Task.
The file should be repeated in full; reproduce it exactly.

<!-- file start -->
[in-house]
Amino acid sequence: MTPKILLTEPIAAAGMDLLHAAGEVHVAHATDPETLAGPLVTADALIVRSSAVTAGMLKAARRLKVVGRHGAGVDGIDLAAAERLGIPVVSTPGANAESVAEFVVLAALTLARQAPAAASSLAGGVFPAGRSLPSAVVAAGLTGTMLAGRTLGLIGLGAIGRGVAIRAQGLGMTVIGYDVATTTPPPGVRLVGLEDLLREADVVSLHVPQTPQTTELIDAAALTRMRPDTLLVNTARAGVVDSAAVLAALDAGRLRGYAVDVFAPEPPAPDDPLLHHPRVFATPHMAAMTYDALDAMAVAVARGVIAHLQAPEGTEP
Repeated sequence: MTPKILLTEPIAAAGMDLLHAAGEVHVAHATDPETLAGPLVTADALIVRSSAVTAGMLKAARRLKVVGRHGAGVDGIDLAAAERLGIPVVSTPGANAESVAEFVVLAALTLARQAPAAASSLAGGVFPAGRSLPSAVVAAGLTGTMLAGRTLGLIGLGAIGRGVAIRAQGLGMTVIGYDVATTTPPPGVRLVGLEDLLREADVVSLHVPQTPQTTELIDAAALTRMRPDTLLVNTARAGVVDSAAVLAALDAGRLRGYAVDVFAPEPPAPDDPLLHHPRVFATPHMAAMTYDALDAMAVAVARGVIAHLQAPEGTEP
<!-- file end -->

[in-house]
Amino acid sequence: MTPKILLTEPIAAAGMDLLHAAGEVHVAHATDPETLAGPLVTADALIVRSSAVTAGMLKAARRLKVVGRHGAGVDGIDLAAAERLGIPVVSTPGANAESVAEFVVLAALTLARQAPAAASSLAGGVFPAGRSLPSAVVAAGLTGTMLAGRTLGLIGLGAIGRGVAIRAQGLGMTVIGYDVATTTPPPGVRLVGLEDLLREADVVSLHVPQTPQTTELIDAAALTRMRPDTLLVNTARAGVVDSAAVLAALDAGRLRGYAVDVFAPEPPAPDDPLLHHPRVFATPHMAAMTYDALDAMAVAVARGVIAHLQAPEGTEP
Repeated sequence: MTPKILLTEPIAAAGMDLLHAAGEVHVAHATDPETLAGPLVTADALIVRSSAVTAGMLKAARRLKVVGRHGAGVDGIDLAAAERLGIPVVSTPGANAESVAEFVVLAALTLARQAPAAASSLAGGVFPAGRSLPSAVVAAGLTGTMLAGRTLGLIGLGAIGRGVAIRAQGLGMTVIGYDVATTTPPPGVRLVGLEDLLREADVVSLHVPQTPQTTELIDAAALTRMRPDTLLVNTARAGVVDSAAVLAALDAGRLRGYAVDVFAPEPPAPDDPLLHHPRVFATPHMAAMTYDALDAMAVAVARGVIAHLQAPEGTEP